This is an incredibly special edition of my Q&A series as it sheds light on chronic health conditions that most of us aren’t aware of.
Emma has recently been diagnosed with a rare chronic illness that she has suffered from since she was 18. She is now using her online presence to draw attention to chronic illness, and mentor other “spoonies.”
Although I am not someone who suffers from a chronic illness, I still find Emma’s Instagram content extremely relatable, inspiring and valuable. She is open and honest about the hardships of balancing a business with an illness, but she is also a beam of positivity and hope.
I hope you enjoy reading through this Q&A just as much as I did, and that you take something away from Emma’s words.
Lots of love,
♡ Thalia xx
Hi, I’m Emma, a chronic illness business and well-being mentor who empowers business owners who have chronic and invisible health conditions to grow and run their businesses.
I support my clients so they can learn to work with their symptoms, prioritise their well-being, balance their health with their business and find joy in the process.
More on my wellness journey
I’ve had a rare chronic illness called Behçet’s Disease since the age of 18.
But was only diagnosed in February 2022, meaning I had undiagnosed and unexplained symptoms such as mouth sores, joint pain, and eye inflammation mixed with brain fog and fatigue for over 12 years.
When I went self-employed (pre-diagnosis) I thought that running my own business would somehow improve my symptoms and make everything better.
I started as a virtual assistant and within 3 months I was completely at capacity. Although I had the marketing, industry experience and business know-how nailed, I had no idea of how to look after myself.
I had no boundaries in place and I was constantly on-call but thought I could work at the same pace as an able-bodied business owner. And because of the pressure I put on myself, I fell into a toxic productivity mindset.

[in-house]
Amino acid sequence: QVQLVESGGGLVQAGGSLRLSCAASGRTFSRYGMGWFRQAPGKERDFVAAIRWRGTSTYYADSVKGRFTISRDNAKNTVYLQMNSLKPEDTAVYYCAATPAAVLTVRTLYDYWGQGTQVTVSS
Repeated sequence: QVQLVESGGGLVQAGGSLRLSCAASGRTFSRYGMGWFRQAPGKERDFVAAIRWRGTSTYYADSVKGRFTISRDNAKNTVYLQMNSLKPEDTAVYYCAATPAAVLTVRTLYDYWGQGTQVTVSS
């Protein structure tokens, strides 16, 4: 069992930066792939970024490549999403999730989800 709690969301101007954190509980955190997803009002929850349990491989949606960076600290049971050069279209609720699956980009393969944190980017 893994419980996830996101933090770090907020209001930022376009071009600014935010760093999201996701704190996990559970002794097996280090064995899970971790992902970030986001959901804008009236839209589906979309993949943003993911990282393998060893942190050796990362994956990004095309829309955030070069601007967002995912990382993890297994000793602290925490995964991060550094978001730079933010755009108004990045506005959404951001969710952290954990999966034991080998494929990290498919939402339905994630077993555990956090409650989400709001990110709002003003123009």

To get over the stress of running my business, my outside-of-work hobbies mainly included partying, always being on the go and consuming what I knew didn’t agree with me.
Unfortunately, I wasn’t being very kind to my body and I burnt out. This forced me to take a massive step back from my business and slow down in my personal life too.
It was time to accept that I had a chronic illness.
And I think finally having a diagnosis, has helped me to live a slow-paced life and lean into a version of wellness that works for me.
Wellness Q&A with Emma
What does a healthy work-life balance look like to you?
Work-life balance for me actually looks more like health-life-work balance.
It’s a constant juggling act, but something I have worked super hard at to get to.
My main priorities (in this very particular order) are:
- My health and managing my Behçet’s Disease as best I can
- Finding joy in life when I am not flaring up
It might not seem very entrepreneurial to say that, but how can I show up in business and mentor other chronically ill people if I am not practising what I teach?
When it comes to my business I work hard, show up for my clients and I am proud of the work I do. But it’s only because I have learned to prioritise my wellbeing above all else.
Resting is the most productive thing I can do at times.
How do you make sure you are regularly prioritising your mental and physical well-being?
I plan, but I leave room for changes, flare-ups and mishaps!
Following the motto, “rhythm over routine” has worked wonders for me. Rhythm allows you to ebb and flow with how you’re feeling. Sitting down at the start of the week I will pace it all out.
I have super strict boundaries now both personally and in my work. I know what the baseline of energy I need is for every single task in my business. Figuring out what those baselines were was probably what improved my well-being the most.